Since we know that migraines are a disease of neurons. Sometimes accidents fall or fractures etc. can also cause injuries that can compress a specific neuron that can be responsible for causing a migraine. Usually in these kinds of cases upper cervical region and its bones are involved. Usually, the Atlas bone which sits just above C2 (cervical 2) bone moves out of its place putting pressure on the brain stem and certain arteries. This pressure can also be a cause of throbbing headaches, Migraines, tension headaches. Patients should be assessed thoroughly through X-Rays and other diagnostic tools. Consultation should be made with a physiotherapist or a chiropractor.


Factors that cause Migraines:

There is a range of varying factors that are responsible for causing migraines. These factors can be different for different patients. Most of these stimuli are completely harmless and does nothing to a normal individual. But the nervous system of a person with a migraine responds differently to them. This response is usually in form of an exaggerated neuron firing resulting in mild to a severe migraine that can last up to days rendering the person unfit for daily life. Some of these stimuli are;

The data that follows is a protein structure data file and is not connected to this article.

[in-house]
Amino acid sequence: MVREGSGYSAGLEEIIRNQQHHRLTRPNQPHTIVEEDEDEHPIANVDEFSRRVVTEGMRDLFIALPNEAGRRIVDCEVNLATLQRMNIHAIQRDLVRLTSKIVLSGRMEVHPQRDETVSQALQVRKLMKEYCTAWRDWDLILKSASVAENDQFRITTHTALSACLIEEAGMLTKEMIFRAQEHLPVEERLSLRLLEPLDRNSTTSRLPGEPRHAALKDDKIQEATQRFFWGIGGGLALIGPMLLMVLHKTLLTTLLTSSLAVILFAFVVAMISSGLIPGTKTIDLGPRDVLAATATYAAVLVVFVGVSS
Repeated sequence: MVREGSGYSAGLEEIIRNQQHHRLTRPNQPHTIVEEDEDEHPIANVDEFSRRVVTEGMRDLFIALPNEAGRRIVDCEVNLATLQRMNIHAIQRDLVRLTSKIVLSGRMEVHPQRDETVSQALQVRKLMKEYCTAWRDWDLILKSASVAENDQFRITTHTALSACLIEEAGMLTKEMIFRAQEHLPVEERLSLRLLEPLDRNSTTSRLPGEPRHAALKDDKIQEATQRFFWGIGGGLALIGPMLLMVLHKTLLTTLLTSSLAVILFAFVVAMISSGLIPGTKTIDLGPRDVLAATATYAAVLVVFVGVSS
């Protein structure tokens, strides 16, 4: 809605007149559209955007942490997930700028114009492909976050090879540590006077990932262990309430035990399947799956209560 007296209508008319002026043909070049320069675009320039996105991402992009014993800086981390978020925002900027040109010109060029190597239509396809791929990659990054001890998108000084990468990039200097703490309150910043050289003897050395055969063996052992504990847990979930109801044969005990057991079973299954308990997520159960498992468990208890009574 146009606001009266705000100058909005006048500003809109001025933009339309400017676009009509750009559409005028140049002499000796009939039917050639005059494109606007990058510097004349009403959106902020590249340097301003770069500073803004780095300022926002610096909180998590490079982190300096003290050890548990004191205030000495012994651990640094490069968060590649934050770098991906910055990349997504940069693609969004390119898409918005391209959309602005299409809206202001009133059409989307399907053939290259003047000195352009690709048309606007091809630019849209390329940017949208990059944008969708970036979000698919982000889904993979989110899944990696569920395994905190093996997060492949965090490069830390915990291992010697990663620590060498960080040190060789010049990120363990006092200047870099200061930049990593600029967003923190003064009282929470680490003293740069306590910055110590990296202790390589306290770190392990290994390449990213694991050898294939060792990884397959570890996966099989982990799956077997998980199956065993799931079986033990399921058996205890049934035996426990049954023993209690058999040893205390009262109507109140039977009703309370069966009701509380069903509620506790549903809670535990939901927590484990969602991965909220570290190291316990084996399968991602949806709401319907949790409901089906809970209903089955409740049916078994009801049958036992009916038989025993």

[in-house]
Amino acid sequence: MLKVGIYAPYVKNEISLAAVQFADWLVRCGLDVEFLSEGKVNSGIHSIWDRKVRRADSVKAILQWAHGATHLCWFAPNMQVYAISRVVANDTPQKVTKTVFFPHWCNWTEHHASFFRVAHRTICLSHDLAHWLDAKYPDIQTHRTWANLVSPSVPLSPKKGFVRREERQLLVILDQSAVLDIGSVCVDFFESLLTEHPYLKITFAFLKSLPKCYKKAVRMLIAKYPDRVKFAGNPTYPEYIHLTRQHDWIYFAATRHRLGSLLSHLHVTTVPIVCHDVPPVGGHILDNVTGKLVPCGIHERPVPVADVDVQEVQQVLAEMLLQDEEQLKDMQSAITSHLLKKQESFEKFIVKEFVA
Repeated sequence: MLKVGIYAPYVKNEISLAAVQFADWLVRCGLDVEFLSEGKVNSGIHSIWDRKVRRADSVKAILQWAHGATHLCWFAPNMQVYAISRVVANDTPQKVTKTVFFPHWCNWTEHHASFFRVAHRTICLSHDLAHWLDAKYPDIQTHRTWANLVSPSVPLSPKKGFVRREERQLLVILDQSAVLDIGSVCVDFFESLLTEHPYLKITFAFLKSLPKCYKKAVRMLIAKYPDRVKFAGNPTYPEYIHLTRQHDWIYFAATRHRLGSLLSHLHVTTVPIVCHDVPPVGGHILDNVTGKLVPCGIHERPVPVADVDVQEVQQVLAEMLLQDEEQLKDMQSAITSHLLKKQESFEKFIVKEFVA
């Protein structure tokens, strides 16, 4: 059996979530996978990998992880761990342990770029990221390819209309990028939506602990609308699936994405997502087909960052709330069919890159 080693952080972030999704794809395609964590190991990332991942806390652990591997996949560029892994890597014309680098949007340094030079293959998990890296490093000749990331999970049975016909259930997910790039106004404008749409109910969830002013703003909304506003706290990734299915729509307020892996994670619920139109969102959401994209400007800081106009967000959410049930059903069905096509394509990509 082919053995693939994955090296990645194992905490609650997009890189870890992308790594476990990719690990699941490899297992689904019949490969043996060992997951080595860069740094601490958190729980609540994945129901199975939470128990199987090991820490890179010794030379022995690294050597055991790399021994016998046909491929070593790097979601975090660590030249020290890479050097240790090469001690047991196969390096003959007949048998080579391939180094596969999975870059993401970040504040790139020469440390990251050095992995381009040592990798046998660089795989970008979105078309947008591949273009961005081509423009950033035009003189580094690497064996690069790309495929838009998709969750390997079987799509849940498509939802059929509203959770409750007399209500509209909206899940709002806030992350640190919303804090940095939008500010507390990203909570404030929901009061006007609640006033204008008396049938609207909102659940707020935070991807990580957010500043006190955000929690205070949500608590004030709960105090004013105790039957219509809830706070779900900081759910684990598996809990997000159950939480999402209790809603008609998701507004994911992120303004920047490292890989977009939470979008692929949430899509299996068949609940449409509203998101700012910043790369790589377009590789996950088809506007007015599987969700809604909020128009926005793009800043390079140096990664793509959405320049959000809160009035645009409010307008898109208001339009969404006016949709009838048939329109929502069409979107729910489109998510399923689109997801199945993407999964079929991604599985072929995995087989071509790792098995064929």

• An allergic reaction
  • Foods: for some people certain types of foods can also cause migraines. Eating some types of cheese, salty foods etc. can also trigger migraines. Fasting for too long or eating to the stomach full can also serve as a stimulus for a migraine. Certain food components like Aspartame, Monosodium glutamate may also trigger the headaches.